A HSG is a type of x-ray examination that aims to examine the presence of pathologies in the uterine cavity, and well as tubal patency. It is recommended to evaluate potential causes of primary sterility. It involves inserting a cannula until the entrance of the uterus, through which a special radio-opaque contrast material dye is inserted. The contrast material dye will fill in the cavity and the tubes. Then, a series of x-rays will be done to detect potential abnormalities or blockages in the different structures. It is a simple procedure that is typically done in the first 10 days of the cycle. During its performance, the woman may feel period-like symptoms. Hospitalization is not required, and its duration ranges between 15 and 30 minutes approximately.
How much does a female fertility test cost?
It depends on the tests required and the location where they are performed, but in general the cost of a basic female fertility study can range from $150 to $500 on average.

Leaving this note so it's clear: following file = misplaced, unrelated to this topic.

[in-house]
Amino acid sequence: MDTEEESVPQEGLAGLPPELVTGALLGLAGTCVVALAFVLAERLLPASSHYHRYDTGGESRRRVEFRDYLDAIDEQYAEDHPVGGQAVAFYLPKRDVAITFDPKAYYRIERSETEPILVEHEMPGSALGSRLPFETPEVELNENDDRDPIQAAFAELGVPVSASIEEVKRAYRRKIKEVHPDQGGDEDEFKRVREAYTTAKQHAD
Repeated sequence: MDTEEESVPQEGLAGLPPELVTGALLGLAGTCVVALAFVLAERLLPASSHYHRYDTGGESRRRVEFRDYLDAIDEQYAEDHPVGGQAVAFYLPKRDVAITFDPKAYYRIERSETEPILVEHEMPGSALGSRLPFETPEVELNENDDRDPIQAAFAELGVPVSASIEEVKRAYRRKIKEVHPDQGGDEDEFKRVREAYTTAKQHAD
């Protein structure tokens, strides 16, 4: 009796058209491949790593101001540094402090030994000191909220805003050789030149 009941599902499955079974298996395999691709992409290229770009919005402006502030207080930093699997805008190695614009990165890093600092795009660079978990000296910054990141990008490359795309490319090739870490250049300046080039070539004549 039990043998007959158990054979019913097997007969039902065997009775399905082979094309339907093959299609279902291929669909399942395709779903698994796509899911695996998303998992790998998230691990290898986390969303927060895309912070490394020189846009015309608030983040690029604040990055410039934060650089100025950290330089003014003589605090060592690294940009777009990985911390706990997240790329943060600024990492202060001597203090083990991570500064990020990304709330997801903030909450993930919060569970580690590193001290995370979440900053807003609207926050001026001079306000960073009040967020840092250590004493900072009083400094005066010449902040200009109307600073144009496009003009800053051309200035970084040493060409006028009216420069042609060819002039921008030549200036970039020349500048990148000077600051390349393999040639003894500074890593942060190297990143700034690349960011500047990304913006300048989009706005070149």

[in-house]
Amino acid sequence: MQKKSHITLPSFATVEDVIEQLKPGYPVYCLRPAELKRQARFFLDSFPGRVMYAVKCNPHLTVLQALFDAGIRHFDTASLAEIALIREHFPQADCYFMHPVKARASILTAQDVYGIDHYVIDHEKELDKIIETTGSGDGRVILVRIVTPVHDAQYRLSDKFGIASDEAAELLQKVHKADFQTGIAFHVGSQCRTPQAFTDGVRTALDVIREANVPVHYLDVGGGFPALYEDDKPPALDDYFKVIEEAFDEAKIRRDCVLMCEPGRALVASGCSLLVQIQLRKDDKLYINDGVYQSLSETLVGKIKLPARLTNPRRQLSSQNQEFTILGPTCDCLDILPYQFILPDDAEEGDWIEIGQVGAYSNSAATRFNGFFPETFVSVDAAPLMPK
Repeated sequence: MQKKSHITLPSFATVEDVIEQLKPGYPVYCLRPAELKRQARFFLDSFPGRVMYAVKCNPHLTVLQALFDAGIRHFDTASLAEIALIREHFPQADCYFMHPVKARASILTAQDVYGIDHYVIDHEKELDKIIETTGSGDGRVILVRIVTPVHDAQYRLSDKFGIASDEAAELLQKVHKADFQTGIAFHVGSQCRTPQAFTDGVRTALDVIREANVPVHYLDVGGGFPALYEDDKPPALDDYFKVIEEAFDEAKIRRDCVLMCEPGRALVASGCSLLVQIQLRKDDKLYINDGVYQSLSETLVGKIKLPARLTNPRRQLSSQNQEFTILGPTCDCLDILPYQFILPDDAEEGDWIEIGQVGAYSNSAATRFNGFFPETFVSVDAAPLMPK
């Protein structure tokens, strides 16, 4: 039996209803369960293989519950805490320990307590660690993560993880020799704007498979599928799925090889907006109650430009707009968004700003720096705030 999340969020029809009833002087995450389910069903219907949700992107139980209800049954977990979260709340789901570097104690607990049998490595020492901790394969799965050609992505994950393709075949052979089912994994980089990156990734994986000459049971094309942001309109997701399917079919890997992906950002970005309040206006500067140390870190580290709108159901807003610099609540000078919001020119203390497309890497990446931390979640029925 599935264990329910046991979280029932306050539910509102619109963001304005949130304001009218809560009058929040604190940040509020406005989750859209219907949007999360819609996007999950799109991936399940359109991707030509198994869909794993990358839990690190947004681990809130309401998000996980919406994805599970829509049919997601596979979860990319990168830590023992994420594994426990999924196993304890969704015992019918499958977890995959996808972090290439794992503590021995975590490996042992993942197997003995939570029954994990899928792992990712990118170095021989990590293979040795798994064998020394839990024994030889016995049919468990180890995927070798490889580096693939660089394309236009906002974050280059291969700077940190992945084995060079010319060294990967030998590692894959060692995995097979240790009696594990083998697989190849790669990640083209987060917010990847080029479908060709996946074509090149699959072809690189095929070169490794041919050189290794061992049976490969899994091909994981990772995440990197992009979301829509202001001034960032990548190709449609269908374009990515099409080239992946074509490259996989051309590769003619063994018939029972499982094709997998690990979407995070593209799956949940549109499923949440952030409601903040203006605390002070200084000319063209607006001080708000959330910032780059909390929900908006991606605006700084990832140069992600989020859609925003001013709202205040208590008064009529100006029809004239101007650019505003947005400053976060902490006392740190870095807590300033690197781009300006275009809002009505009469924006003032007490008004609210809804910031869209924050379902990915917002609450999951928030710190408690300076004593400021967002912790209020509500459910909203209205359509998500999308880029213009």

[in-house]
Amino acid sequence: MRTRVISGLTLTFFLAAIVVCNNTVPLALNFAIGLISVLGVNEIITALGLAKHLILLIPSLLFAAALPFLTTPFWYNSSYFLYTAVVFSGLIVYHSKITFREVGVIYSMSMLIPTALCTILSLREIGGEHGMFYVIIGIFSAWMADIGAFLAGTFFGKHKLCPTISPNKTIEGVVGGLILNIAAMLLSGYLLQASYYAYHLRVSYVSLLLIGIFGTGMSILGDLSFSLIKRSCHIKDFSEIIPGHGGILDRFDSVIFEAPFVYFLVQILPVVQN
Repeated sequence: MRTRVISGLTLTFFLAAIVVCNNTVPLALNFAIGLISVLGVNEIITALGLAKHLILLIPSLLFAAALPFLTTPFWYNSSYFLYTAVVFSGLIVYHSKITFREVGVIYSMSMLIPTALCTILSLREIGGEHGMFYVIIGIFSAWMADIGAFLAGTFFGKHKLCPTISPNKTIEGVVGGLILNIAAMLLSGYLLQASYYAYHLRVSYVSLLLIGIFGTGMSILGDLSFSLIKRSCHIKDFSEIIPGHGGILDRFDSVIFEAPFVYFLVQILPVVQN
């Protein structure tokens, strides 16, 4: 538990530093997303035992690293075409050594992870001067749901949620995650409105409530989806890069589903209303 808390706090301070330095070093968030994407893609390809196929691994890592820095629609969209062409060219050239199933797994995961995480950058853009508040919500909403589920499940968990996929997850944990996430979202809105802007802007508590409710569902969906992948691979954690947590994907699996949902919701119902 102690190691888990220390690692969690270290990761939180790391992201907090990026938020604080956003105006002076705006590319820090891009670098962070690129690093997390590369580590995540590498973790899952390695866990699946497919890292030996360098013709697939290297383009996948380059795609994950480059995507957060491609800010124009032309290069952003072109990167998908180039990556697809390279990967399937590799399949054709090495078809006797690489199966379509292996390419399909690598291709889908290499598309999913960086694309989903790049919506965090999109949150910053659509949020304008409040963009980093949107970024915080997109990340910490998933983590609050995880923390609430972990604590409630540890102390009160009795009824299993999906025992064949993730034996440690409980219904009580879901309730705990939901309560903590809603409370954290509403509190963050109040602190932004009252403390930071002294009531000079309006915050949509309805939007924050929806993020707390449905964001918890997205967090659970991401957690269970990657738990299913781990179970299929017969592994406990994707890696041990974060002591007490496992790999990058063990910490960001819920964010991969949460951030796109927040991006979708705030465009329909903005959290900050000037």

A hysterosalpingography can cost up to $800-3,000. As for a pelvic ultrasound, a pap smear, and a gynecological exam, the price can be $200 in total, and hormone blood tests can cost up to $50-200 each.
How do you know if you are infertile?
You should visit your doctor to undergo fertility testing. If you and your partner have just started trying to conceive, being checked is unnecessary yet—a basic gynecological exam which includes a pelvic ultrasound to dismiss the possibility of having some kind of uterine abnormality may be enough. Conversely, if you have been trying to conceive for 1 year without success, it is important for both of you to have your fertility checked.
Your gynecologist can answer all the questions you may have regarding female fertility, so our advice is that you do not hesitate to ask.
Is there a DIY female fertility test to check if I am fertile or not?